Gorgeous outing again. The wild flowers with the image of the obscured mountains photo...beautiful. The 1st photo is so pretty, I think I would've stopped to admire the tranquil scene way too long.

  3. goodness...a bit of excitement...glad you were there and got the fire out and let those that needed to know....that could have been a disaster....

    love the veins and colors in that mountain...that steep trail...oh my....

  4. What a scary thing, that fire! Especially considering the wild fires in that area. I hope the fire is out for good. Beautiful photos, DJan.

  5. Hooly dooly. What a climb! As usual I am in awe. And loved the photos. And so pleased that you found, and dealt with the fire. Some people are true oxygen thieves.
    Wine o'clock would have been very welcome after that day.

  6. You were in the right place at the right time - Thank goodness. That was a disaster in the making. Just too scary to think what could have happened without your intervention.

  7. I'm not surprised at how careless and stupid people can be but the likelihood that outdoorsy hiker-backpacker types were the likely culprits does surprise

  8. I also notice a large field of alpine flowers. Fire is a real threat. You did your good deed.

  9. Thank goodness you found that fire! It's shocking how many horrible, uncontrolled fires there are right now on the western side of the U.S. You definitely did your good deed for the day, week, month. I didn't realize that the fire could travel up the roots. YIKES! That is so scary!

  10. Sounds like another spectacular hike, though the fire is a little scary! As for that 2800 foot ascent at the start, I'm glad I wasn't trying to keep up with you!

  11. Glad to hear your group dealt with the fire and reported it. That could have escalated into a major incident. We have several already on this side of the Cascades, don't need them over your way.

    I love those wildflowers DJan. Even on a cloudy day the flowers can brighten things up.

  12. I think the views are beautiful....
    The wildflowers are lovely as are the mountain peaks in the distance.
    So glad that the fire was contained and the proper authorities were notified. Thank you to all of you who had a part in putting out the fire and giving the coordinates.
    Have a great week, Jan.

  13. It is mind boggling how one stupid moment by careless folks can easily destroy such beauty. Good job reporting it. Sleep well.

  14. Isn't it weird that someone would be out in the beautiful wilderness, walking in the fields and the flowers . . . and smoking a cigarette!?! Anyway, kudos to you!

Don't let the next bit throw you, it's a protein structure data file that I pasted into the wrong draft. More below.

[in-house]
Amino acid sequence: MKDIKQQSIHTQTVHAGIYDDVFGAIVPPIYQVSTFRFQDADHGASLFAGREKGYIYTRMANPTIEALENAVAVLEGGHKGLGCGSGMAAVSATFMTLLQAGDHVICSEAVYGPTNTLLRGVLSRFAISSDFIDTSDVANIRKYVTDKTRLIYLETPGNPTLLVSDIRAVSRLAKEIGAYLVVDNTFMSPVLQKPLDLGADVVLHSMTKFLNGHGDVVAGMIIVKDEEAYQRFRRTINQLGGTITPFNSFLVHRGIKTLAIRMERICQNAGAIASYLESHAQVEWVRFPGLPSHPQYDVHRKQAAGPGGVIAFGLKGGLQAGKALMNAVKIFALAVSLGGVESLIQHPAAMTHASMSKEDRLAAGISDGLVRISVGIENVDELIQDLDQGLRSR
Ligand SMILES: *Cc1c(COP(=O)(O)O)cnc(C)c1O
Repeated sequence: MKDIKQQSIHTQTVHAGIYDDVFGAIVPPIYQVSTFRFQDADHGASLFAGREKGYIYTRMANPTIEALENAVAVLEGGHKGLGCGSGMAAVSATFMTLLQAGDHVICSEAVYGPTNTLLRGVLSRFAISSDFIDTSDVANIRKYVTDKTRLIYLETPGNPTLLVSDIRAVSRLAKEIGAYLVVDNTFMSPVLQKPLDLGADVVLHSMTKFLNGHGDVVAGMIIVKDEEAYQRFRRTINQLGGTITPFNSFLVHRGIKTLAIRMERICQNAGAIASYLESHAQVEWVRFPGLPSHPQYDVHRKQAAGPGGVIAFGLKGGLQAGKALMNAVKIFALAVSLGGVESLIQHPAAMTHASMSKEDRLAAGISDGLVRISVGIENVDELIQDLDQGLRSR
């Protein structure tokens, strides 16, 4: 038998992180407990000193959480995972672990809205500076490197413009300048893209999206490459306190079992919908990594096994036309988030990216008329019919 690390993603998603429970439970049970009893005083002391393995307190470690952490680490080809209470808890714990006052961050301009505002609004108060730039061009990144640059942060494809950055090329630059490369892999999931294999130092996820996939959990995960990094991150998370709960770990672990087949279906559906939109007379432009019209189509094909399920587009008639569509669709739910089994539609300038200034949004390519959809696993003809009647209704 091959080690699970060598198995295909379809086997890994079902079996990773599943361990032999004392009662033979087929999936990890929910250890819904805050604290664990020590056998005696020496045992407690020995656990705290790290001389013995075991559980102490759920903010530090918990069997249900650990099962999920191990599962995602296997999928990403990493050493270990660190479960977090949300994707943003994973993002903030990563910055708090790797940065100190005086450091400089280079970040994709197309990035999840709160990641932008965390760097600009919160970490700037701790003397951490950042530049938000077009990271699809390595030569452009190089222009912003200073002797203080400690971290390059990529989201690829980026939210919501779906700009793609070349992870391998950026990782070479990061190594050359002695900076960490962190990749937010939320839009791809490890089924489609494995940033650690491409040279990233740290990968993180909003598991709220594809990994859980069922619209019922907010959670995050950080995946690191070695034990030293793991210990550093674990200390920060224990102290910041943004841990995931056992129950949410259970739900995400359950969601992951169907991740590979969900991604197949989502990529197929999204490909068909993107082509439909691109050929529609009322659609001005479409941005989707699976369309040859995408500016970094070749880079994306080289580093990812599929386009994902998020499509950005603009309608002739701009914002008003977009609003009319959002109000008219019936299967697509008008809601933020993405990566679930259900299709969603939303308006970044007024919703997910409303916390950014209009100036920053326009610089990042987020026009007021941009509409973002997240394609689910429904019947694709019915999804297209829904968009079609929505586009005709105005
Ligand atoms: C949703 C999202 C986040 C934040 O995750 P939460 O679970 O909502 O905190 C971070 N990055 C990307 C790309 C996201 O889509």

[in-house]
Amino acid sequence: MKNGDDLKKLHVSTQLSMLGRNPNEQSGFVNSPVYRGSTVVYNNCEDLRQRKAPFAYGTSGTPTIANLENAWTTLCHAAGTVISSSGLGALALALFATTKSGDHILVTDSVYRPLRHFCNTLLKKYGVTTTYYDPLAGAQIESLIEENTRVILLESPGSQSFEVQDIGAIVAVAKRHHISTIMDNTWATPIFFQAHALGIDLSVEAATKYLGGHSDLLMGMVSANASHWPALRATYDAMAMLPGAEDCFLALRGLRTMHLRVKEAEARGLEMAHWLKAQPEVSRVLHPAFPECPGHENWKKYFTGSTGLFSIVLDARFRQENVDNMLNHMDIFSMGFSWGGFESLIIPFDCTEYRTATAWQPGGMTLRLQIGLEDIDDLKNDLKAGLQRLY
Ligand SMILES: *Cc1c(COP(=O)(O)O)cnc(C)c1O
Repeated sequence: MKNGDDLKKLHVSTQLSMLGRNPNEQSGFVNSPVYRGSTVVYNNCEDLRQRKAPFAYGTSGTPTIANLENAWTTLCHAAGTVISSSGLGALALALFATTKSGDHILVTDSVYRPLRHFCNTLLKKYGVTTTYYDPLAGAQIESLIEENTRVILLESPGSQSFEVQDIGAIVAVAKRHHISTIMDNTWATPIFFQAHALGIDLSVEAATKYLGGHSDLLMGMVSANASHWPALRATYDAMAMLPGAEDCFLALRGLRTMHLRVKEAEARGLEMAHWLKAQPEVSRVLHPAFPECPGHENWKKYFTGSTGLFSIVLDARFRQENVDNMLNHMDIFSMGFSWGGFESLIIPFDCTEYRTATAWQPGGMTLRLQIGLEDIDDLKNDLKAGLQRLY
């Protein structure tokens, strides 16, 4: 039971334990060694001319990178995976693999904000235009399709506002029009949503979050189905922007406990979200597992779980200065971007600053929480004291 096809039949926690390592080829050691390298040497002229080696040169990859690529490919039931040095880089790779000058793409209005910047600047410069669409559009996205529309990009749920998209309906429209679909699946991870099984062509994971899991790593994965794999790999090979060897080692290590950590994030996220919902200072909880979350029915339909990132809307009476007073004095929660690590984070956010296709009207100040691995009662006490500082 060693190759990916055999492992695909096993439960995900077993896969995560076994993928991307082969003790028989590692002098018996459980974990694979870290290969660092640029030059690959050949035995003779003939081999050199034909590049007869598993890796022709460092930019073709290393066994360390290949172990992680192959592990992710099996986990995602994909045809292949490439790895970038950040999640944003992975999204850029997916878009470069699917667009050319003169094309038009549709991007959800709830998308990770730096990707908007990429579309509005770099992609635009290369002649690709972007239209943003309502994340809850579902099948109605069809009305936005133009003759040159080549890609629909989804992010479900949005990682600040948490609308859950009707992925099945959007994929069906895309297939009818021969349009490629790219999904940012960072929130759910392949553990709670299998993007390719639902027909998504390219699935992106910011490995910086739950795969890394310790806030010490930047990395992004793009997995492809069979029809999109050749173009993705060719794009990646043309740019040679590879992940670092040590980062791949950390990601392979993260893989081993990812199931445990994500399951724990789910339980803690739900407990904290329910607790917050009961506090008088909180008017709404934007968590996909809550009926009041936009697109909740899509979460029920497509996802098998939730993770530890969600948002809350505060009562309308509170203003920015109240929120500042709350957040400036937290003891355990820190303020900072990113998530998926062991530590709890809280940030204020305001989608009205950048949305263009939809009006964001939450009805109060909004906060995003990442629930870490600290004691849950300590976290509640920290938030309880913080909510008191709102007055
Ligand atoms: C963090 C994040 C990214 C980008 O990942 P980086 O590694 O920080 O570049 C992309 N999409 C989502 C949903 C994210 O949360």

15. So glad you were there & did what you could to stop its' growth and for reporting it as well. Good job! Beautiful pictures too, thanks for sharing your journeys.

  16. I just cannot believe someone could be that careless, especially way out there. I am so glad you all discovered and put it out as well as you did and then reported it. You may very well have saved hectors of forest n trails. Always love your photos and hikes DJan.

  17. You prevented a forest fire for sure..good going! Dirt works well too for smothering the embers. Another beautiful hike, I am thinking that one of these extra hikes and blueberries being ripe is when you saw that bear.
    Hope you are having a good week! It is hot here and miserable. Next week will be much cooler:)

  18. Now that's a hike! That first picture alone had me breathing hard. But it looked like a really nice day for it.

    and regarding the fire... maybe you were meant to be there. It gives you pause as to what to do in situations like that.

  19. It sounds like it was a great hike and you all certainly did your good deed with the smoldering fire. I often wonder how many of these horrendous fires are caused by sheer carelessness.

  20. Another amazing hike in the high country. Fortunately the sky was not so low that that it blocked out all of the mountain tops.
    and it was very fortunate that you got that fire under control before it took off.

  21. wildflowers are so beautiful!!

  22. Way to seize the day with another amazingly beautiful hike - and save the day, too, coming by that fire to put it out!

  23. You all were heros to that tree!! And all the forest around it. Wow! I am so glad you got it out the best you could and got the forest rangers involved quickly. What a trip that was! Still beautiful close up with all the flowers and berries, even if the mountains were covered with clouds. :)